Successful Habits of Habitat for Humanity

by | Jan 9, 2012 | Healthy Money Relationships, Life Aspiration Planning, The Economy, Weekly Column

After all the Christmas giving and end-of-year donations, January might come as a welcome breath of fresh, cold air. We can take advantage of the break from charitable solicitations and appeals.

Or maybe we can take advantage of the opportunity to consider ways to give more consciously and deliberately in the coming year. One organization that is a strong example of conscious giving is Black Hills Area Habit for Humanity.

Most of us probably know at least vaguely that Habitat’s mission is to build houses for low-income families. What we may not be aware of is the relatively high success rate for Habitat homeowners. All of them are high-risk applicants that conventional home lenders would turn down. Yet, of the 71 homes completed in the Black Hills area since the local organization began in 1990, there have been just two foreclosures and six owners have paid off their loans. Four families relinquished their homes due to life changes unrelated to their financial ability to keep making payments. Of 63 current loans on Habitat’s books, only two are currently delinquent.

Why does Habitat’s lending program work? I see several reasons:

1. Homes are genuinely affordable rather than artificially affordable. Instead of subsidies or donations that put buyers into more house than they can afford long-term, Habitat houses are modest by today’s standards. Their prices are also kept down through donations and volunteer labor.

2. High standards at the outset. Applicants must be living in inadequate housing, meet low-income guidelines but have enough dependable income to afford mortgage payments, complete homeownership and money management classes, and come up with about $1500 to $2000 up front to cover costs such as homeowner’s insurance. Habitat only accepts about 10% of those who apply for homes. When they sign the mortgage documents, new owners take on the full responsibilities of homeowners including maintenance, property taxes, improvements, and timely mortgage payments.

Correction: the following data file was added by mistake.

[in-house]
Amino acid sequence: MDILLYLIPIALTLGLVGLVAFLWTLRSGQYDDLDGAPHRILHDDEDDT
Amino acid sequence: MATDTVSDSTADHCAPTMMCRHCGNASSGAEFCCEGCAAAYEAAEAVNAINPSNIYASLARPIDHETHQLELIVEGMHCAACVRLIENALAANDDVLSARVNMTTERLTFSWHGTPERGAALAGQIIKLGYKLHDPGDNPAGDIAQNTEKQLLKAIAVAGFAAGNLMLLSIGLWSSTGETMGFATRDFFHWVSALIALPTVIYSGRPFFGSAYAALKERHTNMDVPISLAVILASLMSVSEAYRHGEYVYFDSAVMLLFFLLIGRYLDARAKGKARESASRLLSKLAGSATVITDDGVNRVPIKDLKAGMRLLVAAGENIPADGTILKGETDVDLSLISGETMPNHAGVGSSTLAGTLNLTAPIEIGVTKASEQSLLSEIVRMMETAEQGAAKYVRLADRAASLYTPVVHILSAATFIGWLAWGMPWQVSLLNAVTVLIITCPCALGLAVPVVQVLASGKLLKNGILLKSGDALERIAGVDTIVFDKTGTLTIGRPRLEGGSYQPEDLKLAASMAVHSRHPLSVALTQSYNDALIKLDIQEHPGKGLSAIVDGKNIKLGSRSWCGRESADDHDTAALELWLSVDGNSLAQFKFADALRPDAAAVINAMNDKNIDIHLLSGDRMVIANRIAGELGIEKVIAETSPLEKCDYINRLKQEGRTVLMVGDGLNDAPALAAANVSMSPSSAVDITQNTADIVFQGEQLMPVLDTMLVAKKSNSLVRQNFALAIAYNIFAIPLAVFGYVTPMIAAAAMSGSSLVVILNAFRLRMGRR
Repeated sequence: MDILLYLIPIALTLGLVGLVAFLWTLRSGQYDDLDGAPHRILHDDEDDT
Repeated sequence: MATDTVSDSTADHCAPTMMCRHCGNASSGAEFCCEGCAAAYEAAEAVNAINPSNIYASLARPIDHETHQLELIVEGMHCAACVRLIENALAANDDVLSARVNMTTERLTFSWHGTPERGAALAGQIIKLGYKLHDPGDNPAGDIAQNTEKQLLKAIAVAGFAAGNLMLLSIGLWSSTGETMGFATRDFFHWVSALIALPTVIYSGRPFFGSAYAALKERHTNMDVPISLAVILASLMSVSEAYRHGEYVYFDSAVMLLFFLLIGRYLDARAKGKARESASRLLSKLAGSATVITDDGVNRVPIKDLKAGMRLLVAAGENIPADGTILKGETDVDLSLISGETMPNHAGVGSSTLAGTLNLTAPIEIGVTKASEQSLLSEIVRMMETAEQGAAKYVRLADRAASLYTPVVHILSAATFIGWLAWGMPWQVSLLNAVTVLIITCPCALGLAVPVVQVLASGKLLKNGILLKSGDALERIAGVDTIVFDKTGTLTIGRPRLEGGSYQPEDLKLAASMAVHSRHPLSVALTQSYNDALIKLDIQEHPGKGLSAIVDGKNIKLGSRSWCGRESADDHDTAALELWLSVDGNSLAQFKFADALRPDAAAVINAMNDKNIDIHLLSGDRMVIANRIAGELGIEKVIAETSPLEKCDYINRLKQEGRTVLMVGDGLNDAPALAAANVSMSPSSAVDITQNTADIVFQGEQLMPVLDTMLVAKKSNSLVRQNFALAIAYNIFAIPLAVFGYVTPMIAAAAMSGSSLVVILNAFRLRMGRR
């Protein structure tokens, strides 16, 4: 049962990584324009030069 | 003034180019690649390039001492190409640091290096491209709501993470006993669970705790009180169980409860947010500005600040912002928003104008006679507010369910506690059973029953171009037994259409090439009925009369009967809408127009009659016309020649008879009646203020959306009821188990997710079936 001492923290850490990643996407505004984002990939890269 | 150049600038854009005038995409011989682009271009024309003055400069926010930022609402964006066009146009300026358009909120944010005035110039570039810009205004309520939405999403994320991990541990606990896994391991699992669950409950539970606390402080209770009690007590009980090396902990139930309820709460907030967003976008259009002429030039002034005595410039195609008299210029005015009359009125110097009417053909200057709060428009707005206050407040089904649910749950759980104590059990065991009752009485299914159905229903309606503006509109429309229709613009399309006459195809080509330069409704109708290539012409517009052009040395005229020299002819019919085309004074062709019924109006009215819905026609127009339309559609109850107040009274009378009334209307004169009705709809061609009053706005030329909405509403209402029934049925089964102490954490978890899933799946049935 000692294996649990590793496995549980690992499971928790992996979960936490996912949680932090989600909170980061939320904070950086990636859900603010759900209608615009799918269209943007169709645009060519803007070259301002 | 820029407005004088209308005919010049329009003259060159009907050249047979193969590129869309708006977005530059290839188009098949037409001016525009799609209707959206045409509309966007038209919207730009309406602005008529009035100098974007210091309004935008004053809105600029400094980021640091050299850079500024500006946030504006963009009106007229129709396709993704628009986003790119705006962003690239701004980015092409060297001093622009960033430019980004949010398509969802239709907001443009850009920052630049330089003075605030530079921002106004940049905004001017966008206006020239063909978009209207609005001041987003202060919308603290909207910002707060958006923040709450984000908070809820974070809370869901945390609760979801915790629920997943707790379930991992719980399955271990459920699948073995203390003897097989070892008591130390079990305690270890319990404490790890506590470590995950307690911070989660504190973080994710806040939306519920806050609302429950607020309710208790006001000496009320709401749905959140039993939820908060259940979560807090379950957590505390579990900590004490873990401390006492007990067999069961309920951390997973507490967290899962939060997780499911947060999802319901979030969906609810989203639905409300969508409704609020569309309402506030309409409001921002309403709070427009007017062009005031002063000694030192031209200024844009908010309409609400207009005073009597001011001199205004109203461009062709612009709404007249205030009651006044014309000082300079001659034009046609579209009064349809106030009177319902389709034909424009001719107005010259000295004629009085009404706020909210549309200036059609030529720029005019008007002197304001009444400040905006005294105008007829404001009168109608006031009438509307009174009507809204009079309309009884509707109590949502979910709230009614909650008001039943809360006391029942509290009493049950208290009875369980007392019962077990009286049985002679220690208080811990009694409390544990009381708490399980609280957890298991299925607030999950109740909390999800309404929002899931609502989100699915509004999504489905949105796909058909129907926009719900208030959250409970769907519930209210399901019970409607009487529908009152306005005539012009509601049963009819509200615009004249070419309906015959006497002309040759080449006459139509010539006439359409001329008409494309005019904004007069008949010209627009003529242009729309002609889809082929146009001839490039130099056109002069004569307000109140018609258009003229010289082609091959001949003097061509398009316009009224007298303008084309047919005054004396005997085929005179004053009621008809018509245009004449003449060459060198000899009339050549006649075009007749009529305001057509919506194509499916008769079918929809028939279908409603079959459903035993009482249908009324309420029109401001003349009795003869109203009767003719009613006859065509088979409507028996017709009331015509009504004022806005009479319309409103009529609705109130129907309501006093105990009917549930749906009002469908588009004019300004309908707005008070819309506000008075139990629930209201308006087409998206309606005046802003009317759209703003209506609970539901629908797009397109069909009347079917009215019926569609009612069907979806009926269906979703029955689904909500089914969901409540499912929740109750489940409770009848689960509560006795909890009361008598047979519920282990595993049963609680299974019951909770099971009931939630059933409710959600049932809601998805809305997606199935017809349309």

3. The borrowers invest their own time and energy. Every adult in an applicant family has to contribute 250 hours of “sweat equity,” helping build their own home or someone else’s or working in Habitat’s ReStore center that sells recycled building materials. They are not allowed to move into their homes until all the required hours and classes are completed.

4. Partnership and relationship. Habitat employees, volunteers, and families spend months working together, both during the home-building process and for the first year of ownership. Applicants don’t just receive homes, they learn how to be responsible homeowners. From the beginning, they are active partners and participants in a supportive community.

5. Clear communication and tough love. Habitat holds periodic public information sessions for potential homebuyers and has a detailed application process. The expectations and responsibilities of borrowers are clearly spelled out from the beginning. Families don’t just promise to be responsible homeowners; they demonstrate that responsibility by their actions before they ever get the keys to their new homes.

R. Scott Engmann, the executive director of Black Hills Area Habitat for Humanity, believes one reason the Habitat process works is its similarity to a “village that takes care of itself.” He says, “There are all kinds of support mechanisms and resources available when we work together.”

Our economy is still recovering from a burst housing bubble caused in part by public policy that encouraged people with subprime credit to buy more house than they could afford. Government housing programs could learn from Habitat’s success. Especially in this economy, Habitat’s commonsense approach is a refreshing example of conscious giving. It shows what “a hand up rather than a handout” really means.

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